Advocates shift supportive housing funding goals amid Lombardo pledge to not raise taxes
Though Gov. Joe Lombardo has pledged to avoid raising taxes this legislative session, Sarah Adler, the volunteer lobbyist for the National Alliance on Mental Illness, is determined to find funding to expand supportive housing for Nevadans.
Her new plan? Divert funds from existing revenues rather than create new streams of income.
SB68, a bill sponsored by the Clark County Regional Behavioral Health Policy Board, originally aimed to raise statewide real property transfer taxes by 20 cents per $500 to fund supportive housing, but has since been amended to earmark 15 cents per $500 of the existing real property transfer tax for housing.
Supportive housing is permanent homes with built-in services such as mental health programs or assisted working environments aimed at providing a stable environment for those transitioning out of homelessness, but it is also used by those with disabilities who cannot live independently.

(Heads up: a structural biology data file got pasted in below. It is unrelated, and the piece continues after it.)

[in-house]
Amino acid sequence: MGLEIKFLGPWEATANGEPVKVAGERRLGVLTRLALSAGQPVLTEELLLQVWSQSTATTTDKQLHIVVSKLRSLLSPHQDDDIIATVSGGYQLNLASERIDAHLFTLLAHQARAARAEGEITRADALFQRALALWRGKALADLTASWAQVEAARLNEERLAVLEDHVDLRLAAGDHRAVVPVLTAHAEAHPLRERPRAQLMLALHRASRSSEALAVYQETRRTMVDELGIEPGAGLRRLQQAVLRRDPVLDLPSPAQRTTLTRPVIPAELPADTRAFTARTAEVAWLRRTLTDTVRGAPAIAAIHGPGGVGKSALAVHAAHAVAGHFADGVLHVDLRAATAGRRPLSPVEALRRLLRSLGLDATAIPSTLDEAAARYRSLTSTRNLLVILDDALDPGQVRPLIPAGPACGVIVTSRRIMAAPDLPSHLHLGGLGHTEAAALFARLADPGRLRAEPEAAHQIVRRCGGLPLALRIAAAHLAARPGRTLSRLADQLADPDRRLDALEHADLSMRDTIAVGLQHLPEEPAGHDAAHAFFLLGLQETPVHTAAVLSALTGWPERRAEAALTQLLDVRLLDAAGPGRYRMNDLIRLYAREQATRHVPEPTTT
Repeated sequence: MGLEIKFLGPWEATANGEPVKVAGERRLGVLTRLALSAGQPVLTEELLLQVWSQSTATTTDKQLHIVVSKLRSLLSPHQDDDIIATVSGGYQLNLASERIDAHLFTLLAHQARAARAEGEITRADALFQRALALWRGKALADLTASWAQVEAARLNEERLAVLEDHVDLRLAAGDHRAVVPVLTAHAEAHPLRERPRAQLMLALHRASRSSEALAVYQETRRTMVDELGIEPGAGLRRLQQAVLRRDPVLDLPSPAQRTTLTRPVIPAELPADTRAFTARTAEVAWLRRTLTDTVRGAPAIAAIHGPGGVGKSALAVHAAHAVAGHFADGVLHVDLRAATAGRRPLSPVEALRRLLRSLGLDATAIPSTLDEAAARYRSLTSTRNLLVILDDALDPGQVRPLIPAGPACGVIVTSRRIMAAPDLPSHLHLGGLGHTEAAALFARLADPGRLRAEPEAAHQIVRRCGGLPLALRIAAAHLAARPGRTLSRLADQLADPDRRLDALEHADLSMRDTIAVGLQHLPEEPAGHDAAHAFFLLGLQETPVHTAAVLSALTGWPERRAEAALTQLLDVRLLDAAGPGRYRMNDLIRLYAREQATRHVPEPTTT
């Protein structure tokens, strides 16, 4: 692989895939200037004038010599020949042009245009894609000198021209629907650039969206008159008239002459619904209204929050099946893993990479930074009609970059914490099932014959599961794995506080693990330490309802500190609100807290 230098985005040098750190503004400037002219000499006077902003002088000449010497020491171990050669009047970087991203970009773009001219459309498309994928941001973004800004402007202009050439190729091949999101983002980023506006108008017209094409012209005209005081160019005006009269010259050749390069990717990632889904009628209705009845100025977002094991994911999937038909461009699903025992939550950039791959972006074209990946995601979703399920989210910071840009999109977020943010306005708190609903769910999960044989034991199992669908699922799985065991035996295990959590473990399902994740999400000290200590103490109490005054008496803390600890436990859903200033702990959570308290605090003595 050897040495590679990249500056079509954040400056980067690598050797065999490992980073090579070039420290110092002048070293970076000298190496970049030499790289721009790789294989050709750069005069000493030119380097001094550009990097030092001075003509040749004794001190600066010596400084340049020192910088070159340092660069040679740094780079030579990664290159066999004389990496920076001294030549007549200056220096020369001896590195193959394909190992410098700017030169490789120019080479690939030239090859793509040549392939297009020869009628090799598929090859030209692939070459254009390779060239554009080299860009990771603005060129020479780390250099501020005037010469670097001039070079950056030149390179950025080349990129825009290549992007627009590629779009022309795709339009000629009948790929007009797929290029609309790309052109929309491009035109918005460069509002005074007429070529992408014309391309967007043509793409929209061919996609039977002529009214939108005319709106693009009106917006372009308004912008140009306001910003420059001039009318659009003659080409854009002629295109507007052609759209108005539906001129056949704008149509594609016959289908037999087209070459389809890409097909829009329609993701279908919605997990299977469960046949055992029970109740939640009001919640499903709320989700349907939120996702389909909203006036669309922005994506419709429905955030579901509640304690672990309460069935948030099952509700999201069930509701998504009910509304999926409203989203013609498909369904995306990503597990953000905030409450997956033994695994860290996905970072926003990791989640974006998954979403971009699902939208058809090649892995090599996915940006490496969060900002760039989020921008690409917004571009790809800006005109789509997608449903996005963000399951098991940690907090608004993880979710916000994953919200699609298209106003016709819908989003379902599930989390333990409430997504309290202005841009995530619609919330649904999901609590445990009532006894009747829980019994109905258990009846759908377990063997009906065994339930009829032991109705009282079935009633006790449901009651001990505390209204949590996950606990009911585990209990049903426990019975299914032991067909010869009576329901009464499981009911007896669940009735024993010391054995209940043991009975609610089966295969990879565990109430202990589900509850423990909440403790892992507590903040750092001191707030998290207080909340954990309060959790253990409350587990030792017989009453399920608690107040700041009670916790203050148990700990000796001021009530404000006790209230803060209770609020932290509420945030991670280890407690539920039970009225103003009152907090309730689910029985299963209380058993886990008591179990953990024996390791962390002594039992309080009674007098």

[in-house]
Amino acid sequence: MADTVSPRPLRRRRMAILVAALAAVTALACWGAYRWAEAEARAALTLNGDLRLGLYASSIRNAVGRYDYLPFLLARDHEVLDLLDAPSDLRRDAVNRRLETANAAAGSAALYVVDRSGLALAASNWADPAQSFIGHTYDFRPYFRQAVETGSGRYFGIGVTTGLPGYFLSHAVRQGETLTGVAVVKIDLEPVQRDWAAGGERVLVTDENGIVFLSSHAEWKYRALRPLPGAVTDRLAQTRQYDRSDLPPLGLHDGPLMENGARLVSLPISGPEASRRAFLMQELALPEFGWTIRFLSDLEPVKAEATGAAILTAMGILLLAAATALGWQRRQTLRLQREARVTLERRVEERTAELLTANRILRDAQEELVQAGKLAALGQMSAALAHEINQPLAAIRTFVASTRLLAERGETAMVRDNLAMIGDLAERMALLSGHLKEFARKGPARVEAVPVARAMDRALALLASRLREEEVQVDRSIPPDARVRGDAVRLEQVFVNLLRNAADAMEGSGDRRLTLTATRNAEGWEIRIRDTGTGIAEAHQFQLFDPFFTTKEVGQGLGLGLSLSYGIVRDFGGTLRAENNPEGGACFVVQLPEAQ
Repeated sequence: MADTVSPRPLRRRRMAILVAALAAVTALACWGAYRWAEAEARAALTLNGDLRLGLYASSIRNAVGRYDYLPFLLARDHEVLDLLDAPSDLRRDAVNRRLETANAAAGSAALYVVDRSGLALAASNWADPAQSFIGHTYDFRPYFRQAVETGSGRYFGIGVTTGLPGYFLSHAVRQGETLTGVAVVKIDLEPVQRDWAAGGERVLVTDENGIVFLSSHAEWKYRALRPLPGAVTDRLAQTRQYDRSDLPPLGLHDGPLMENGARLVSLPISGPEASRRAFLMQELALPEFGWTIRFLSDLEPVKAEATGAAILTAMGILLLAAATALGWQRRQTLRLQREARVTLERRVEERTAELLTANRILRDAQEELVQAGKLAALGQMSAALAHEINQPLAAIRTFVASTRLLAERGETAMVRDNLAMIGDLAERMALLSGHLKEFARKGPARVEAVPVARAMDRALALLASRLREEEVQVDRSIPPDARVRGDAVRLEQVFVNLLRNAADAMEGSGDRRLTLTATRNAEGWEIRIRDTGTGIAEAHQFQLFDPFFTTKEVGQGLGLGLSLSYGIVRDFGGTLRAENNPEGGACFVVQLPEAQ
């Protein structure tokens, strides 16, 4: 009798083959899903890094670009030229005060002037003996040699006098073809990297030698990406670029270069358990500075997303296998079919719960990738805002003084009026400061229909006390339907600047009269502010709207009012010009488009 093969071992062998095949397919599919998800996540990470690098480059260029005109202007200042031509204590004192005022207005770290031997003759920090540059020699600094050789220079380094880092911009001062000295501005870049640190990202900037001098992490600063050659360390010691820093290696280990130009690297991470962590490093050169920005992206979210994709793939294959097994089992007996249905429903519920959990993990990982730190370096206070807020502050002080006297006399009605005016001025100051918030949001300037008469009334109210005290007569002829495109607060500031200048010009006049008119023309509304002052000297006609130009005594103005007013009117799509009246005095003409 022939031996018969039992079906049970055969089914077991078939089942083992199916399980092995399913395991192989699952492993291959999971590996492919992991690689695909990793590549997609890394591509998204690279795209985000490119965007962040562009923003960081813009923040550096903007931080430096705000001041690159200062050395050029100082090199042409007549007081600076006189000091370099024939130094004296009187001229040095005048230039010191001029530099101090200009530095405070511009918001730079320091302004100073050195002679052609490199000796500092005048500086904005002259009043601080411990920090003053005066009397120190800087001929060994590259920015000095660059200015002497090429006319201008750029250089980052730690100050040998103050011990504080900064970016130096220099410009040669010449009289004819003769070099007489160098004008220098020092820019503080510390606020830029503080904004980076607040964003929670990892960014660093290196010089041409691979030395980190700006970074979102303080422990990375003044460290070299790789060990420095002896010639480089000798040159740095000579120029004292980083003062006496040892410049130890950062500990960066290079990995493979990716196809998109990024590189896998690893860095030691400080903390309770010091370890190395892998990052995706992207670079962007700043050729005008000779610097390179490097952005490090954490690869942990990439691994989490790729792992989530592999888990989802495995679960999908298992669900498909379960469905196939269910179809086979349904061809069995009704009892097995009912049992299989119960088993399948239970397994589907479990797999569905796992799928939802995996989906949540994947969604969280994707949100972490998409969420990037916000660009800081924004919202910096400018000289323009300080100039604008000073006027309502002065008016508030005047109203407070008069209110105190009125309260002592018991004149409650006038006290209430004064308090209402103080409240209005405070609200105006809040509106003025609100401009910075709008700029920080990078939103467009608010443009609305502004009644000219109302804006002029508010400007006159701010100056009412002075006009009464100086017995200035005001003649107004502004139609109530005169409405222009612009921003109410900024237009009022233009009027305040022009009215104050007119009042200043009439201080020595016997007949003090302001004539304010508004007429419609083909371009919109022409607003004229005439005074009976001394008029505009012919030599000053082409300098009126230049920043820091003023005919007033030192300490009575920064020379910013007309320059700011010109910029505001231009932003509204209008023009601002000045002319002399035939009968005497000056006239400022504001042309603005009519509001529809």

With this amendment, the Senate Revenue and Economic Development Committee on April 11 advanced the bill without recommendation, meaning it neither supports nor opposes the concept but wants to keep the idea alive in the session. It now awaits action from a budget committee.
As amended, Adler said the bill would set aside an estimated $14.4 million per year, or a quarter of 1 percent of the projected annual revenue in the general fund, according to the December 2022 Economic Forum projections.
Adler also said some of the $21.7 million per year the Nevada Division of Public and Behavioral Health is requesting in the upcoming biennium for 88 forensic beds — or spaces for incarcerated people who need psychiatric care — could potentially be diverted to supportive housing.
Adler said more supportive housing could decrease the need for more forensic beds.
“If supportive housing were available at the front end for persons with mental illness, many of those individuals would never need a bed in a forensic facility,” Adler said.